Here is the real Hinterland Who's Who site. Sorry about that ;-)

Wednesday, May 23, 2007

computers, computers, computers

Aaaaaaargh! If you are having a hard time teaching computers because you cannot be in eight places at once, check out these self-directed online lessons from the BBC WebWise pages.

Learn how to use the internet step-by-step
There are modules on different topics and you can test your knowledge by playing the weakest link game at the end of each module.

Learn how to use a mouse, keyboard and computer screen
There is a guide who takes you slowly and clearly through basic computer skills. The interface is a series of tv game shows. (Hint: in the shooting gallery, if you have no key with this symbol £, use the # symbol.) There is a skip button in case you stop part way through and want to find your place again later. (Warning: it involves quite a bit of clicking if you stop near the end.)

There are more BBC Learning Pages, including this skills practice one. It looks promising but I have not explored it yet. If you have a chance to, please share your review in the comments below.

Tuesday, May 22, 2007

speak up - if you want

Here's a fun way to get back to work after a long weekend...

Voice Your Choice in the Corporate Hall of Shame 2007!

Which corporations are the most abusive, manipulative and harmful? You decide.

Vote for the three nominees that deserve to be inducted this year—or use your votes to write in another corporate candidate. You can even post comments about why these corporations should be inducted.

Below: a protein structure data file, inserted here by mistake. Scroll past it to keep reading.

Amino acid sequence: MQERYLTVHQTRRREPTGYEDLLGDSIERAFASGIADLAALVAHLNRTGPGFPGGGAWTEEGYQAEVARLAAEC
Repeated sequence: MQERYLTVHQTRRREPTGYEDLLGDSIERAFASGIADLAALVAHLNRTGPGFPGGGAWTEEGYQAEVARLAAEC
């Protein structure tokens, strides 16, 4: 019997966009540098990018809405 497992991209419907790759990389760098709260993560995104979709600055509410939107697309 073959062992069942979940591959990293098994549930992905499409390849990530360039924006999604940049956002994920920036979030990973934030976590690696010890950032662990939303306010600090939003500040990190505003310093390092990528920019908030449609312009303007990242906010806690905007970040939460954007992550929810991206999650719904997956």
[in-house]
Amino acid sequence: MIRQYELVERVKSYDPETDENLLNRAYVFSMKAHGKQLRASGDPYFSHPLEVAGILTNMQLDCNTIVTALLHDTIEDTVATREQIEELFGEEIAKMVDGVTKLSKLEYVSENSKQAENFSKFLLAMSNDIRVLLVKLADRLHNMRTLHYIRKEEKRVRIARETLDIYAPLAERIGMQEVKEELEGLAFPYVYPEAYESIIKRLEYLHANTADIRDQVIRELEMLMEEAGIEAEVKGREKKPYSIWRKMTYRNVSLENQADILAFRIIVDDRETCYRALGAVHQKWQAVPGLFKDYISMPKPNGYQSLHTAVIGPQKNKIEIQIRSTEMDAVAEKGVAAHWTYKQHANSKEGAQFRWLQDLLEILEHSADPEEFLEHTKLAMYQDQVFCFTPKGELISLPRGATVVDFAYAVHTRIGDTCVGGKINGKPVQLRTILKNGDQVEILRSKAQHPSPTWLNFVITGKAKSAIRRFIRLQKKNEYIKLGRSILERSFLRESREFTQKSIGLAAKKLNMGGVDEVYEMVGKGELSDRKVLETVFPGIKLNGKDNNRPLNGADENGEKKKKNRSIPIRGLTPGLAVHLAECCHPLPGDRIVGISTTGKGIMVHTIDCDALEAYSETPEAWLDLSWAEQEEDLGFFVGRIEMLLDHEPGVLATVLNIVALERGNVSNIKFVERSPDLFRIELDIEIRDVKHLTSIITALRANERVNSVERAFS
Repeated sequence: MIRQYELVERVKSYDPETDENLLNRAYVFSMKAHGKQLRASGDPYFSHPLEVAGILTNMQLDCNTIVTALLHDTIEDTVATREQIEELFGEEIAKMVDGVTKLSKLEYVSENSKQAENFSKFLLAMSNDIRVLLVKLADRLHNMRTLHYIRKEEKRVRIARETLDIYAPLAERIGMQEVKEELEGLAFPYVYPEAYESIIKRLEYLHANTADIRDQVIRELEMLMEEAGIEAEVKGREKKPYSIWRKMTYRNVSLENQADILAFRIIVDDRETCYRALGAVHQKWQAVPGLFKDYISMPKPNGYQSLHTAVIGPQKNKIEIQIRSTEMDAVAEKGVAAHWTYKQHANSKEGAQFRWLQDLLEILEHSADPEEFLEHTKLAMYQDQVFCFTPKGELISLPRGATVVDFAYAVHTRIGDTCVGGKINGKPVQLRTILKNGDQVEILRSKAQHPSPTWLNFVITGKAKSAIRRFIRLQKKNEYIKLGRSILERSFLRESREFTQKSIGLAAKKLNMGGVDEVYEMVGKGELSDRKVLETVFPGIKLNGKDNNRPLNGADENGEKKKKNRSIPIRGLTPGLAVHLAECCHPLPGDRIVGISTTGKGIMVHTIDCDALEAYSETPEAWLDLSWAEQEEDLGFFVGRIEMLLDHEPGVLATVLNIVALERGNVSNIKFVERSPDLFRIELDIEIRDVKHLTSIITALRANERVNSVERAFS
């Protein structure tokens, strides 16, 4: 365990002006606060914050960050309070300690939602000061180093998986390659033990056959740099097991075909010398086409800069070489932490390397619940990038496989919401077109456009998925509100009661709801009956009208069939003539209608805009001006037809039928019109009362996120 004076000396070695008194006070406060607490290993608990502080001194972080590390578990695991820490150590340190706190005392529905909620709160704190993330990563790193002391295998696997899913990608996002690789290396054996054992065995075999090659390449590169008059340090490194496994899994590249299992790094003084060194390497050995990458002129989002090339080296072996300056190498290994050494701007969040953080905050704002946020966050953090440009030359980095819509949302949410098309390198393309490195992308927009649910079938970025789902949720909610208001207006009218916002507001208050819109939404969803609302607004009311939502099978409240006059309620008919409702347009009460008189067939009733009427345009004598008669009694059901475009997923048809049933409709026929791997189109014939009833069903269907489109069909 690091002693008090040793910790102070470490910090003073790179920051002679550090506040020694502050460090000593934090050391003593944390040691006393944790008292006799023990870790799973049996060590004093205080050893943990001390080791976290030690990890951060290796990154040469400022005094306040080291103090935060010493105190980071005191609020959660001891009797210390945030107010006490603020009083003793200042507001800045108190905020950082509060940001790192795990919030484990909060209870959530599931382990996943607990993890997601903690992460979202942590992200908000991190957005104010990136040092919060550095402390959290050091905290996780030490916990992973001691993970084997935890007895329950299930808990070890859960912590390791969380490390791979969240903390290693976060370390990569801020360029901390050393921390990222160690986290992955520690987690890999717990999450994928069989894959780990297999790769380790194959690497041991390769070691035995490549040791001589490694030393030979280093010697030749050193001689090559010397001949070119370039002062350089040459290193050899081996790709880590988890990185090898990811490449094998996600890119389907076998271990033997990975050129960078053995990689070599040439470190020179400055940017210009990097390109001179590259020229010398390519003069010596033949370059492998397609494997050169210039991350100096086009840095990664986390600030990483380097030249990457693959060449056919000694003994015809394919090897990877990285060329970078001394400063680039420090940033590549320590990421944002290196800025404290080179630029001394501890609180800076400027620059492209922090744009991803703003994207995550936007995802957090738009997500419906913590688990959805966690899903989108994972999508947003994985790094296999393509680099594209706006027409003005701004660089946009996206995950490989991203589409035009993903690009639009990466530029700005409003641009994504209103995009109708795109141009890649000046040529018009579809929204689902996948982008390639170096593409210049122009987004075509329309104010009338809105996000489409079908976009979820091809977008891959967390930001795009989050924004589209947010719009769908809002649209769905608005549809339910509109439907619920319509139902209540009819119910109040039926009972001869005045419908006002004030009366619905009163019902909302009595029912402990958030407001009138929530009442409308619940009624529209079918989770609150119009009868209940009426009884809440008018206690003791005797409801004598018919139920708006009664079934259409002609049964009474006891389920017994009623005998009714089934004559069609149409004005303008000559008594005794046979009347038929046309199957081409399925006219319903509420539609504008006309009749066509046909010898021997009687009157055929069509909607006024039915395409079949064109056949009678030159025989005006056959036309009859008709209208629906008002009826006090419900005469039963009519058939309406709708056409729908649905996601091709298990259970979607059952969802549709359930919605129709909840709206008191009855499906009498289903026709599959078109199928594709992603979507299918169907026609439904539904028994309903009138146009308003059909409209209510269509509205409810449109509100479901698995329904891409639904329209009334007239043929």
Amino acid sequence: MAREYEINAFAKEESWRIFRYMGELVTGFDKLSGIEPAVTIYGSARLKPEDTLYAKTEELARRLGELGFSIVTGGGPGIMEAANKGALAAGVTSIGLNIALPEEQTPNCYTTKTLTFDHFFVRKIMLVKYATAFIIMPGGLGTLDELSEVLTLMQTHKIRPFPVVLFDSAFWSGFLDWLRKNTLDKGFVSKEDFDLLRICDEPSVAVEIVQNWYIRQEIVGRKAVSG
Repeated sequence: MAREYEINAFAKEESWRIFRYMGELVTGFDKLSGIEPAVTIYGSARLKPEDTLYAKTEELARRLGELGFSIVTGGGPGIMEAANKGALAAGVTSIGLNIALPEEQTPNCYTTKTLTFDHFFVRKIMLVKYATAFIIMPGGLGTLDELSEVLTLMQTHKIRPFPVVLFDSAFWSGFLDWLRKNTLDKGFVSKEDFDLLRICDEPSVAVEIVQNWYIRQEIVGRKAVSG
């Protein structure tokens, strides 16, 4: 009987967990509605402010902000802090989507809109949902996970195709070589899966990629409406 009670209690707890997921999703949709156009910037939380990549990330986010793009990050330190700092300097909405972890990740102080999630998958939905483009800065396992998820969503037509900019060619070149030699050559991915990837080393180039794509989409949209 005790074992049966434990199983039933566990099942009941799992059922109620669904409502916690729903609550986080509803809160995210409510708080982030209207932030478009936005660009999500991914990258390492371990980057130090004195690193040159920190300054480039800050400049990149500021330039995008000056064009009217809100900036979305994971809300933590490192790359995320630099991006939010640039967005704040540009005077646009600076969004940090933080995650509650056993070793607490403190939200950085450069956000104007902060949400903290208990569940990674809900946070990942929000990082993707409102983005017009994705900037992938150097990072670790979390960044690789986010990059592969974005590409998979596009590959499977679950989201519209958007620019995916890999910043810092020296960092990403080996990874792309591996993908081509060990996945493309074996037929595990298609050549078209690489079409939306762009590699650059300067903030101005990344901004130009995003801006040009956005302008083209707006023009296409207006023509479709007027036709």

Would you try this in your literacy program?
What do you think about doing activities like this with students?

Friday, May 18, 2007

may two-four

In Ontario, we call this long weekend the May 2-4 weekend in tribute to the case of beer some of us (not me!) drink over the 3 days. Officially we are celebrating Queen Victoria's birthday, but most of us are celebrating the beginning of summer festivities - patios, barbeques, picnics, swimming, camping, frolicking on beaches, wearing sandals, not having to spend 1/2 an hour layering up in coats, sweaters, socks, mitts, scarves, hats and more just to walk to the corner. ... And of course ~ drinking beer outside!
This is from the Geist Magazine Phrase Book:

I say there are twenty-four beer in a "case." In Ontario, this is also called a two-four, and Victoria Day weekend is called May two-four weekend because at least a case of beer is consumed. Also, in Ontario, forty ounces of alcohol is called a forty-pounder.
Check out the phrasebook for a light-hearted look at why Canadians seem so puzzled whenever they leave their home province.